–by Cathy Sperling
PUBLICATION DATE: 10.04.16
Congregation B’nai Israel, a Conservative Jewish Synagogue in Sylvania, kicked off its 150th anniversary year with a celebratory weekend Sept. 16 to 18.
B’nai Israel started in 1866 as an Orthodox congregation in downtown Toledo by a small group of European immigrants, many of whom were from Holland. By 1888, they had garnered sufficient numbers to build their first building. By 1913, the 150 families built a huge and impressive structure on North Twelfth and Bancroft streets where they worshiped for the next 40 years until moving into their modern structure on Kenwood Boulevard where they remained for 50 years until moving to their new home in Sylvania in 2007.
Several events took place over the kickoff weekend. Friday evening’s service featured the debut of the Ruach Chorus, a 22-person choir. Guest clergy during the weekend were Rabbi Michael Ungar and Rabbi Daniel Stein. Rabbi Ungar was the Rabbi at B’nai Israel from 1997 until 2002 and currently is Senior Rabbi at Tifareth Israel in Columbus. Rabbi Stein, who grew up in Toledo and attended B’nai Israel, is a graduate of Southview and his parents, Sanford and Sharon Stein, still reside in Sylvania. Rabbi Stein is the Rabbi at B’nai Shalom in Walnut Creek, Calif. On Saturday morning, the congregation honored several members who were descendants of early families and they dedicated the Megillat Kehilla Shel B’nai Israel “the story of B’nai Israel,” a scroll housed in a beautiful case designed by local artist, Gabi Mallin.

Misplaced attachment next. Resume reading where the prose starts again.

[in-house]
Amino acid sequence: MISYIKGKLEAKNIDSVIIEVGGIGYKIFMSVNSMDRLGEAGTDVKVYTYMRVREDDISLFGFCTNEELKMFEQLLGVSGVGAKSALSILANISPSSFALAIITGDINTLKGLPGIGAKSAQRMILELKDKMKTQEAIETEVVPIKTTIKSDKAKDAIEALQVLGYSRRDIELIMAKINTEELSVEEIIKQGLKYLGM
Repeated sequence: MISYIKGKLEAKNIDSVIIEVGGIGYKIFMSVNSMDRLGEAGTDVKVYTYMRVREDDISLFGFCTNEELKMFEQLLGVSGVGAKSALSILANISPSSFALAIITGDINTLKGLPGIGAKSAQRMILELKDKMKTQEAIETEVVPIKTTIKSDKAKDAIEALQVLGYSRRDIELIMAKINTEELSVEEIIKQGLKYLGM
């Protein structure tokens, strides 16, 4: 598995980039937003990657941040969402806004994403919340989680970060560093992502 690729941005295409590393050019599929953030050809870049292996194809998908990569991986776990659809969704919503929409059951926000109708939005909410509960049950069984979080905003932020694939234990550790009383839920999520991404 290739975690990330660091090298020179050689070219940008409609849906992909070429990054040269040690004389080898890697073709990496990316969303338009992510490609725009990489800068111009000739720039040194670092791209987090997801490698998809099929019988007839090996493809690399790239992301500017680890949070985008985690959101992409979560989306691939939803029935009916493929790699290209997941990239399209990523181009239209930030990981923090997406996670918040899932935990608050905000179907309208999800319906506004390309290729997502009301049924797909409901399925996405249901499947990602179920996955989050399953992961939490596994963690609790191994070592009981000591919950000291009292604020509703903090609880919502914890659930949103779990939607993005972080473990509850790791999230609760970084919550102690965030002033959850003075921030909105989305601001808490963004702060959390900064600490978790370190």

Saturday evening, following a Havdalah service under the stars, there was a celebratory reunion party featuring a surprise visit by the “150-year-old man and woman,” Tom Helberg and Debbie Katz Liebenthal. Both life-long members of the congregation, they entertained the members with reminisces of life, long ago through current members’ oral histories. Some members of the Ruach Chorus also participated in a sing-along written by Meira Zucker of 3Z Productions.
On Sunday, the group paid their respects to their ancestors at both Eagle Point and Beth Shalom cemeteries before they toured their early synagogue building on Bancroft and Twelfth streets now listed on the National Registry of Historic Places and the current home of the True Church of God of the Apostolic Faith.
Cantor Ivor Lichterman, the spiritual leader of Congregation B’nai Israel, led all the services throughout the weekend and worked closely with the co-chairwomen Fagie Benstein, Sharon Stein and Cathy Sperling to create a memorable weekend.